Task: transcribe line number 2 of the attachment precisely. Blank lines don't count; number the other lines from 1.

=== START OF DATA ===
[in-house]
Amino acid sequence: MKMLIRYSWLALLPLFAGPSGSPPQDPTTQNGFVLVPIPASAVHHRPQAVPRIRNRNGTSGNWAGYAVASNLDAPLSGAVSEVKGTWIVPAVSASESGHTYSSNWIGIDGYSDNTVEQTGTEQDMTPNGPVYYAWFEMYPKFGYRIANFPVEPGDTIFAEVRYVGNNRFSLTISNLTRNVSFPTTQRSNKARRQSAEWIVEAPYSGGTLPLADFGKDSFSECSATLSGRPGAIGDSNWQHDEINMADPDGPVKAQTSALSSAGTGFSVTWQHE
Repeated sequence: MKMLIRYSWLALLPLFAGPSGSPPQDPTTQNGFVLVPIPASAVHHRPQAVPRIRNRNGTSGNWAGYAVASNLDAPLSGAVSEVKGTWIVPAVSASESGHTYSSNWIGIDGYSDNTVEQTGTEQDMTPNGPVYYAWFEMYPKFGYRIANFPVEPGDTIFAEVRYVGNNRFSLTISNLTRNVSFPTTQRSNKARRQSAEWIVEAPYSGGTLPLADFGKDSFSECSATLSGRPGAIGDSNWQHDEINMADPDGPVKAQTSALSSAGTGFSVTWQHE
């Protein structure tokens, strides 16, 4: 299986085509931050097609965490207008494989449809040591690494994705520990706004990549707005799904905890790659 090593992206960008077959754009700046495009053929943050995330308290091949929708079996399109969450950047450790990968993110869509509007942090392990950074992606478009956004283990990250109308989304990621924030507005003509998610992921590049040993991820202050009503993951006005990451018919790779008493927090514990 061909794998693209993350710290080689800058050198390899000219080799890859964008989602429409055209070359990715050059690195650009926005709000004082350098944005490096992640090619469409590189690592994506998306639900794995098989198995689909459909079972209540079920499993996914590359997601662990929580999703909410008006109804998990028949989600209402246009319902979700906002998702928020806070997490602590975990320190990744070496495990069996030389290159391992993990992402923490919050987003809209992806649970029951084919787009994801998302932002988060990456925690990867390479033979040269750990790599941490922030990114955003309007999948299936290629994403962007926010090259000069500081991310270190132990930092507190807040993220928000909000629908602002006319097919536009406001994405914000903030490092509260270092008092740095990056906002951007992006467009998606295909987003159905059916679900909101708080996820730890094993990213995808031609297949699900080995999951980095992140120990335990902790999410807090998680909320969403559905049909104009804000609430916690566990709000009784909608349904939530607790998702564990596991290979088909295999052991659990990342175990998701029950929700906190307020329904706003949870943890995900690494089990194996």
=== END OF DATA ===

Amino acid sequence: MKMLIRYSWLALLPLFAGPSGSPPQDPTTQNGFVLVPIPASAVHHRPQAVPRIRNRNGTSGNWAGYAVASNLDAPLSGAVSEVKGTWIVPAVSASESGHTYSSNWIGIDGYSDNTVEQTGTEQDMTPNGPVYYAWFEMYPKFGYRIANFPVEPGDTIFAEVRYVGNNRFSLTISNLTRNVSFPTTQRSNKARRQSAEWIVEAPYSGGTLPLADFGKDSFSECSATLSGRPGAIGDSNWQHDEINMADPDGPVKAQTSALSSAGTGFSVTWQHE